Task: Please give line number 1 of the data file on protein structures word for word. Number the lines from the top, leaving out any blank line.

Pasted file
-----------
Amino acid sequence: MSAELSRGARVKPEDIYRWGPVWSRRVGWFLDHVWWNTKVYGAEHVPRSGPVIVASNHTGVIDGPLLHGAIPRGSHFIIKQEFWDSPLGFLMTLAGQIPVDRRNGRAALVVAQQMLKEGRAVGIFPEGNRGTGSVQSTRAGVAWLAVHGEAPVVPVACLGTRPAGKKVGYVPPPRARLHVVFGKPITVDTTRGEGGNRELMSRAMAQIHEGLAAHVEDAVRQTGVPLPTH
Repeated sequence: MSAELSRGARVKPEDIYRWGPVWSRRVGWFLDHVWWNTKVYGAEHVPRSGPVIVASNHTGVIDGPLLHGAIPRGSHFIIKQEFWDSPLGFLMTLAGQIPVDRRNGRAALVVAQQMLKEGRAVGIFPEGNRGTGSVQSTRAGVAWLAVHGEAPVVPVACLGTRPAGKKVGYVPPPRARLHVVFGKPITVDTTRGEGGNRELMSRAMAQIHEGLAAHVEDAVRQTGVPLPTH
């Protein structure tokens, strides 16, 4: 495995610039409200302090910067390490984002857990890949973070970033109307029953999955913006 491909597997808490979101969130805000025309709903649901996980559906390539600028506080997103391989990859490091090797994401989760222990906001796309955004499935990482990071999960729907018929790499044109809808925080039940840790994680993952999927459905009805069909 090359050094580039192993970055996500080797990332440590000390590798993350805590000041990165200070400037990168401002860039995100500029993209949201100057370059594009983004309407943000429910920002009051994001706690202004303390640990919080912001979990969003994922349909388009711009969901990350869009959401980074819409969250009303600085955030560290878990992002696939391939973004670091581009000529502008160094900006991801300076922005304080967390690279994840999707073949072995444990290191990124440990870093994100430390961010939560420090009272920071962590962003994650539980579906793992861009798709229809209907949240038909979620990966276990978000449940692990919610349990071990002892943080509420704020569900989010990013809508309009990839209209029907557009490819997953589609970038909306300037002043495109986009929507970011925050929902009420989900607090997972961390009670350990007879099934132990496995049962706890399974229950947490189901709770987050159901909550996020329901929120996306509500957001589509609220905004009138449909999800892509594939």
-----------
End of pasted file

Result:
Amino acid sequence: MSAELSRGARVKPEDIYRWGPVWSRRVGWFLDHVWWNTKVYGAEHVPRSGPVIVASNHTGVIDGPLLHGAIPRGSHFIIKQEFWDSPLGFLMTLAGQIPVDRRNGRAALVVAQQMLKEGRAVGIFPEGNRGTGSVQSTRAGVAWLAVHGEAPVVPVACLGTRPAGKKVGYVPPPRARLHVVFGKPITVDTTRGEGGNRELMSRAMAQIHEGLAAHVEDAVRQTGVPLPTH